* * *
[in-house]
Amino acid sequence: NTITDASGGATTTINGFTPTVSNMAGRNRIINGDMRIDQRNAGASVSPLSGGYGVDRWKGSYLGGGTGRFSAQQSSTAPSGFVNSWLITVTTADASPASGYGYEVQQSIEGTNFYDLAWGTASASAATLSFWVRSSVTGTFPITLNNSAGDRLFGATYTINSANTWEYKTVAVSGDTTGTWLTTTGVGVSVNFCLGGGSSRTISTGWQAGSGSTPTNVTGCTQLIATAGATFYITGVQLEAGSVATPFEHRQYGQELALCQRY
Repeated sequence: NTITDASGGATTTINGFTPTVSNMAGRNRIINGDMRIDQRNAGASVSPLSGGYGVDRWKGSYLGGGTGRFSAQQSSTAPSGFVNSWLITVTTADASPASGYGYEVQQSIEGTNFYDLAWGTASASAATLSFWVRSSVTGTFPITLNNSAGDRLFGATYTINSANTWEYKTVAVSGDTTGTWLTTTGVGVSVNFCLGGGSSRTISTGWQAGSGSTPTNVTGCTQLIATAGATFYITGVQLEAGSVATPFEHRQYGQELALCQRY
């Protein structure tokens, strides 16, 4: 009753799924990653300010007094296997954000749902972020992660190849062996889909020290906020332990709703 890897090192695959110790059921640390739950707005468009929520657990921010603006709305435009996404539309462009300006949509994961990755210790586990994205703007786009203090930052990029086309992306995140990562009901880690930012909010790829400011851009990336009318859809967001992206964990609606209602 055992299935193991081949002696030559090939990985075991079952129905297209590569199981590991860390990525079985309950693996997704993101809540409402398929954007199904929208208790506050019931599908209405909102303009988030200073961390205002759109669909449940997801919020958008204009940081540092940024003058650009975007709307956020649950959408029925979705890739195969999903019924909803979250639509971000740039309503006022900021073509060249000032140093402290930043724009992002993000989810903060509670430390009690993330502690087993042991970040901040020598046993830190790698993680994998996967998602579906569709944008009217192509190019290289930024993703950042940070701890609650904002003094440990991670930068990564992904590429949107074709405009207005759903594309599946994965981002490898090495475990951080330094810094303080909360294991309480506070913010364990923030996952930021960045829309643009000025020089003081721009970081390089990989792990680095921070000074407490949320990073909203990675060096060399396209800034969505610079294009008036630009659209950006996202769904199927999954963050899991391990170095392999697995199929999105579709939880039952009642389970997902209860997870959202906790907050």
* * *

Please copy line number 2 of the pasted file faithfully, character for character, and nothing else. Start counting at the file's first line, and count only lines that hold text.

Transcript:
Amino acid sequence: NTITDASGGATTTINGFTPTVSNMAGRNRIINGDMRIDQRNAGASVSPLSGGYGVDRWKGSYLGGGTGRFSAQQSSTAPSGFVNSWLITVTTADASPASGYGYEVQQSIEGTNFYDLAWGTASASAATLSFWVRSSVTGTFPITLNNSAGDRLFGATYTINSANTWEYKTVAVSGDTTGTWLTTTGVGVSVNFCLGGGSSRTISTGWQAGSGSTPTNVTGCTQLIATAGATFYITGVQLEAGSVATPFEHRQYGQELALCQRY